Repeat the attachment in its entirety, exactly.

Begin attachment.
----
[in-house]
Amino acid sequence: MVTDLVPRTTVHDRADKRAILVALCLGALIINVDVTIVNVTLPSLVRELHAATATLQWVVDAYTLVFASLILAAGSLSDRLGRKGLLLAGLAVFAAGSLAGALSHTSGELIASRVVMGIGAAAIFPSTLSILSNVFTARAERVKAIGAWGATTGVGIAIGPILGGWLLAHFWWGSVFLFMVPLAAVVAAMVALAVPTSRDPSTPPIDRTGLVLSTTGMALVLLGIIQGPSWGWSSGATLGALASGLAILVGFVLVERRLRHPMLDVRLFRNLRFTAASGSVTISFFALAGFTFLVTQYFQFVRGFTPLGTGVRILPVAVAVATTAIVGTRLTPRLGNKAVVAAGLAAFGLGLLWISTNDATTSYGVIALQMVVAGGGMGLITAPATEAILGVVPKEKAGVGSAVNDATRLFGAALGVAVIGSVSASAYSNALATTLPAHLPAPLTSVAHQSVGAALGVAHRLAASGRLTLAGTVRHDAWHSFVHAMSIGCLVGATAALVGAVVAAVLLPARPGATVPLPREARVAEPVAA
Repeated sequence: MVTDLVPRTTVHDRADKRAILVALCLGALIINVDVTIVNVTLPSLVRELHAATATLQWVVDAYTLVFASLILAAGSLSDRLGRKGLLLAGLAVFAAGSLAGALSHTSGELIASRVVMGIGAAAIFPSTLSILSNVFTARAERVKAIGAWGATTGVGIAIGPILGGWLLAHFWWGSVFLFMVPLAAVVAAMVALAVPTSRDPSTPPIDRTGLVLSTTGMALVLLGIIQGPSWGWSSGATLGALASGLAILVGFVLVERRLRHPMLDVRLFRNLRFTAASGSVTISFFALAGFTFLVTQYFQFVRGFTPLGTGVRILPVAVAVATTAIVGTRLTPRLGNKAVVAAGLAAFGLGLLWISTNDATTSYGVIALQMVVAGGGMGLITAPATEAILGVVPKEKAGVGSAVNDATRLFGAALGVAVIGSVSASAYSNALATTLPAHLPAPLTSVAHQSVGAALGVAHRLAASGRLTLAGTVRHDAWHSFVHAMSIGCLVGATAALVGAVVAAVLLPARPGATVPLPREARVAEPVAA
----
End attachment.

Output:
[in-house]
Amino acid sequence: MVTDLVPRTTVHDRADKRAILVALCLGALIINVDVTIVNVTLPSLVRELHAATATLQWVVDAYTLVFASLILAAGSLSDRLGRKGLLLAGLAVFAAGSLAGALSHTSGELIASRVVMGIGAAAIFPSTLSILSNVFTARAERVKAIGAWGATTGVGIAIGPILGGWLLAHFWWGSVFLFMVPLAAVVAAMVALAVPTSRDPSTPPIDRTGLVLSTTGMALVLLGIIQGPSWGWSSGATLGALASGLAILVGFVLVERRLRHPMLDVRLFRNLRFTAASGSVTISFFALAGFTFLVTQYFQFVRGFTPLGTGVRILPVAVAVATTAIVGTRLTPRLGNKAVVAAGLAAFGLGLLWISTNDATTSYGVIALQMVVAGGGMGLITAPATEAILGVVPKEKAGVGSAVNDATRLFGAALGVAVIGSVSASAYSNALATTLPAHLPAPLTSVAHQSVGAALGVAHRLAASGRLTLAGTVRHDAWHSFVHAMSIGCLVGATAALVGAVVAAVLLPARPGATVPLPREARVAEPVAA
Repeated sequence: MVTDLVPRTTVHDRADKRAILVALCLGALIINVDVTIVNVTLPSLVRELHAATATLQWVVDAYTLVFASLILAAGSLSDRLGRKGLLLAGLAVFAAGSLAGALSHTSGELIASRVVMGIGAAAIFPSTLSILSNVFTARAERVKAIGAWGATTGVGIAIGPILGGWLLAHFWWGSVFLFMVPLAAVVAAMVALAVPTSRDPSTPPIDRTGLVLSTTGMALVLLGIIQGPSWGWSSGATLGALASGLAILVGFVLVERRLRHPMLDVRLFRNLRFTAASGSVTISFFALAGFTFLVTQYFQFVRGFTPLGTGVRILPVAVAVATTAIVGTRLTPRLGNKAVVAAGLAAFGLGLLWISTNDATTSYGVIALQMVVAGGGMGLITAPATEAILGVVPKEKAGVGSAVNDATRLFGAALGVAVIGSVSASAYSNALATTLPAHLPAPLTSVAHQSVGAALGVAHRLAASGRLTLAGTVRHDAWHSFVHAMSIGCLVGATAALVGAVVAAVLLPARPGATVPLPREARVAEPVAA